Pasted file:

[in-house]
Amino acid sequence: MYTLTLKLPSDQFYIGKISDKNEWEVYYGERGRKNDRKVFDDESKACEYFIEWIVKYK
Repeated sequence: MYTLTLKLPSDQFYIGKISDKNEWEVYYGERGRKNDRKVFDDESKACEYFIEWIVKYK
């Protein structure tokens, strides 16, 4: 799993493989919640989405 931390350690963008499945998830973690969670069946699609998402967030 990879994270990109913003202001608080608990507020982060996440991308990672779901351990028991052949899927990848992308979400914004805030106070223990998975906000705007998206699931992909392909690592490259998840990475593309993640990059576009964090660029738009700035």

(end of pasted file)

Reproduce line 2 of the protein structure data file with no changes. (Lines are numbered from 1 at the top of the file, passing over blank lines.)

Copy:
Amino acid sequence: MYTLTLKLPSDQFYIGKISDKNEWEVYYGERGRKNDRKVFDDESKACEYFIEWIVKYK